More than 120 people have been killed in a series of coordinated terrorist attacks across Paris, including a massacre at a rock concert.
•Multiple attacks across Paris kill at least 120 people, officials say
•Eight militants killed, including four at Bataclan
•More than 200 people injured, including one Australian
The Bataclan concert hall in eastern Paris was playing host to sold out crowds who had turned out to see US rock band Eagles of Death Metal on Friday night (local time).
Gunmen and bombers also attacked busy restaurants and bars, and explosions were heard near a stadium in what a shaken French president Francois Hollande described as an unprecedented terrorist attack.
More than 350 people were injured in the attacks, about 100 of those seriously.
One Australian, Emma Grace Parkinson, 19, from Hobart, was believed to have been shot and was taken to hospital for treatment.
A witness inside the concert hall said black-clothed gunmen stormed the building and calmly fired AK-47s into the crowd.
Another witness said they heard one of the attackers shout in Arabic “Allahu akbar” (God is greatest), while another person said they heard a gunman blame France’s intervention in the Syrian civil war as the reason for the attack.
Several explosions were heard after a police assault of the venue got underway, with reports later emerging that four gunmen, each wearing explosive belts, died.
Three of the attackers blew themselves up while a fourth was hit by police fire and “blew up as he fell”, a source told AFP.
Eight militants in total were killed around Paris, including seven by their suicide belts, an AFP source said.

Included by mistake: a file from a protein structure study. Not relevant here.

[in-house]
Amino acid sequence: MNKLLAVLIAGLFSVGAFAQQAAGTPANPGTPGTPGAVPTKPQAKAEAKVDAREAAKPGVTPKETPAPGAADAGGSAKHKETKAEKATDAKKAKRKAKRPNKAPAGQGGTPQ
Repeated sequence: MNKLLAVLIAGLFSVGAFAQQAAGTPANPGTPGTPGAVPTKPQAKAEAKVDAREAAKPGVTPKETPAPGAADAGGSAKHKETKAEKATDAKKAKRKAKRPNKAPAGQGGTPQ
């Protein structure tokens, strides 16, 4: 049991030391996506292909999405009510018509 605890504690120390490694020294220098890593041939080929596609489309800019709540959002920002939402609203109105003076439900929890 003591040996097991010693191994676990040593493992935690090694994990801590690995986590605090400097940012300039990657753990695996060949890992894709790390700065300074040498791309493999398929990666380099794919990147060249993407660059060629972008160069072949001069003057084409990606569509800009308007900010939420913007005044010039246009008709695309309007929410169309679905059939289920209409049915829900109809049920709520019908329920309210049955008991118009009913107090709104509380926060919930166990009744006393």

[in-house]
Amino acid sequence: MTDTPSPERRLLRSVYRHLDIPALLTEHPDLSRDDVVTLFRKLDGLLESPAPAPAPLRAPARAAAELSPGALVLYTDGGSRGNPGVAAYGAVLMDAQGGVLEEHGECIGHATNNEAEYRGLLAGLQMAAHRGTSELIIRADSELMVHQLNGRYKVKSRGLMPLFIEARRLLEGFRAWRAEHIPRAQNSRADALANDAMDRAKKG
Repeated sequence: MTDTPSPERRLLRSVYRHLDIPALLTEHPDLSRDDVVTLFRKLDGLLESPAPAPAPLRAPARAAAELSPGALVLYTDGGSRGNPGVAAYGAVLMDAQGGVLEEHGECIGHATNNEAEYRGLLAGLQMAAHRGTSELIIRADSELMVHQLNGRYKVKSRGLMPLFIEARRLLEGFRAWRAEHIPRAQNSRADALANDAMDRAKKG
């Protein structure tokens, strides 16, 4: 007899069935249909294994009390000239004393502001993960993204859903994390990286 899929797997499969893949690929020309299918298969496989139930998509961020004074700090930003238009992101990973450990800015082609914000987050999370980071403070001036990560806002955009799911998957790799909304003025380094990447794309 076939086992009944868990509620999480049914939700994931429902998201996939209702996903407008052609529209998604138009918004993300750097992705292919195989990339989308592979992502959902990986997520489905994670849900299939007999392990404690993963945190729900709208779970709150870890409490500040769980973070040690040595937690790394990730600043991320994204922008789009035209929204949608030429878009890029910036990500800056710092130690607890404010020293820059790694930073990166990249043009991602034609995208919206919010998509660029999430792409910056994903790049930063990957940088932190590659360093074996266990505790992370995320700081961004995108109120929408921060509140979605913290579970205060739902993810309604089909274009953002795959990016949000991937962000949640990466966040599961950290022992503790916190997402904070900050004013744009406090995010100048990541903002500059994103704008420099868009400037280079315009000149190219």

Earlier, 18 people were killed when a gunman opened fire on Friday night diners sitting at outdoor terraces in the popular Charonne area, not far from the Bataclan concert hall.
And in the north of the city, several people were killed in three explosions near the Stade de France where France were playing Germany in an international football match, security sources said.
President Hollande was attending the match and had to be hastily evacuated.
A witness said one of the detonations blew people into the air outside a McDonald’s restaurant opposite the stadium.
The match continued until the end, but panic broke out in the crowd as rumours of the attack spread, and spectators were held in the stadium and assembled spontaneously on the pitch.
A French radio reporter who was inside the Bataclan concert hall gave a harrowing account of the “10 horrific minutes” when gunmen entered and fired calmly and randomly at hundreds of screaming concertgoers.
“It was a bloodbath,” Julien Pearce, a reporter for France’s Europe 1 radio station, told CNN.
“People yelled, screamed and everybody [was] lying on the floor, and it lasted for 10 minutes, 10 minutes, 10 horrific minutes where everybody was on the floor covering their heads.
“We heard so many gunshots and the terrorists were very calm, very determined and they reloaded three or four times their weapons and they didn’t shout anything. They didn’t say anything.”
Pierce recounted seeing 20 to 25 bodies on the floor and others very badly injured.
Toon, a 22 year-old messenger who lives near the Bataclan, was going into the concert hall with two friends at 10:30pm when he saw three young men dressed in black and armed with machine guns. He stayed outside.
One of the gunmen began firing into the crowd.
“People were falling like dominoes,” he said.
Mr Hollande has declared a state of emergency for all of France and has reimposed border controls, which will restrict freedom of movement as people attempt to enter from other EU countries.
Several Metro lines in Paris have been closed and an additional 1,500 soldiers mobilised around the city.
Survivors from the concert hall massacre were bussed away from the scene, with those uninjured taken to police stations to be interviewed.